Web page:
United States District Court, N.D. California
ORDER GRANTING GENCO'S MOTION TO COMPEL; STAYING
ACTION PENDING ARBITRATION RE: DKT. NO. 31
Gonzalez Rogers United States District Court Judge
11, 2017, the Court granted defendant Volt's motion to
compel plaintiff into arbitration, but reserved on whether it
would also compel plaintiff's claims against defendant
Genco and whether it would stay the entire litigation pending
the arbitration proceedings. (Dkt. No. 35.) On May 19, 2017,
plaintiff filed a supplemental brief opposing defendant
Genco's joinder in the motion to compel and expressing
concerns that an order compelling his claims in this
litigation against Genco would impact his claims in a related
litigation, Ortiz v. Genco, Case No. 16-CV-4601
(N.D. Cal.). (Dkt. No. 36). On May 26, 2017, defendant Genco
responded and conceded that its joinder in Volt's motion
to compel applies only to plaintiff's claims in this
action. (See Dkt. No. 37 at 9 n.1.)
this context, and having carefully considered the pleadings
and the papers submitted, and for the reasons set forth more
fully below, the Court Orders as follows: The Court Compels
plaintiff's individual claims against Genco into
arbitration. The Court Stays the entire litigation pending
the completion of such arbitration.
Federal Arbitration Act (the “FAA”) requires a
district court to stay judicial proceedings and compel
arbitration of claims covered by a written and enforceable
arbitration agreement. 9 U.S.C. § 3. A party may bring a
motion in the district court to compel arbitration. 9 U.S.C.
§ 4. In ruling on the motion, the court's role is
typically limited to determining whether: (i) an agreement
exists between the parties to arbitrate; (ii) the claims at
issue fall within the scope of the agreement; and (iii) the
agreement is valid and enforceable. Lifescan, Inc. v.
Premier Diabetic Servs., Inc., 363 F.3d 1010, 1012 (9th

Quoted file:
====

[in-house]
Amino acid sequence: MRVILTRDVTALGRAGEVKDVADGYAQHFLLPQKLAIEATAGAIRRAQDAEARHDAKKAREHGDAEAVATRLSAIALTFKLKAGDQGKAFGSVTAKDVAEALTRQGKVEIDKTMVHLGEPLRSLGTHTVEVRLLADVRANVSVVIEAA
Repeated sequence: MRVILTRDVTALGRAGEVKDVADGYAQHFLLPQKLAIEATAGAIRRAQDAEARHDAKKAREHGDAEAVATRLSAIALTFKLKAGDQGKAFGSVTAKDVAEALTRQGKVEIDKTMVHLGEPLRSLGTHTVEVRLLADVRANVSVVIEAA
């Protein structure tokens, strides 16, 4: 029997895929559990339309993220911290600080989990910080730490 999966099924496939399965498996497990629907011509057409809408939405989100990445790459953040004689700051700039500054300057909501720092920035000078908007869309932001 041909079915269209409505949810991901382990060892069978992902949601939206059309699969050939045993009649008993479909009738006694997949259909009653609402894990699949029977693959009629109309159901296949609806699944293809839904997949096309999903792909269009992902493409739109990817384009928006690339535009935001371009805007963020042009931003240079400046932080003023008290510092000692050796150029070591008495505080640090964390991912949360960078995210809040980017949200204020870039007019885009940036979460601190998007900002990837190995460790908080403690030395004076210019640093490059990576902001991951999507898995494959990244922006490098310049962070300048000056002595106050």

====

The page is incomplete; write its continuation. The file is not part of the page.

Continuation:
the arbitrability of the merits of a dispute and the question
of who has the primary power to decide arbitrability depend
on the agreement of the parties.” Goldman, Sachs
& Co. v. Reno, 747 F.3d 733, 738 (9th Cir. 2014)
(citing First Options of Chicago, Inc. v. Kaplan,
514 U.S. 938, 943 (1995); see also Oracle Am., Inc. v.
Myriad Grp. A.G., 724 F.3d 1069, 1072 (9th Cir. 2013).
However, these questions are decided by the arbitrator
instead of courts where “the parties clearly and
unmistakably” express that intention. See AT&T
Techs., Inc. v. Commc'ns Workers of Am., 475 U.S.
643, 649 (1986); see also Rent-A-Ctr., W., Inc. v.
Jackson, 561 U.S. 63, 68-69 (2010) (“[P]arties can
agree to arbitrate ‘gateway' questions of
‘arbitrability, ' such as whether the parties have
agreed to arbitrate or whether their agreement covers a
particular controversy.”). An arbitration clause
including an agreement to follow a particular set of
arbitration rules may constitute such an expression where
those rules provide for the arbitrator to decide questions of
arbitrability. See Poponin v. Virtual Pro, Inc., No.
06-CV-4019, 2006 WL 2691418, at *9 (N.D. Cal. Sept. 20, 2006)
(finding the ICC Rules of Arbitration clearly “provide
for the arbitrator to decide arbitrability”). In such
circumstances, the Court's inquiry is limited to
determining whether the assertion of arbitrability is
“wholly groundless.” See Qualcomm Inc. v.
Nokia Corp., 466 F.3d 1366, 1371 (Fed. Cir. 2006)
(applying Ninth Circuit law).
to an arbitration agreement may, at times, be able to compel
signatories into arbitration in situations where state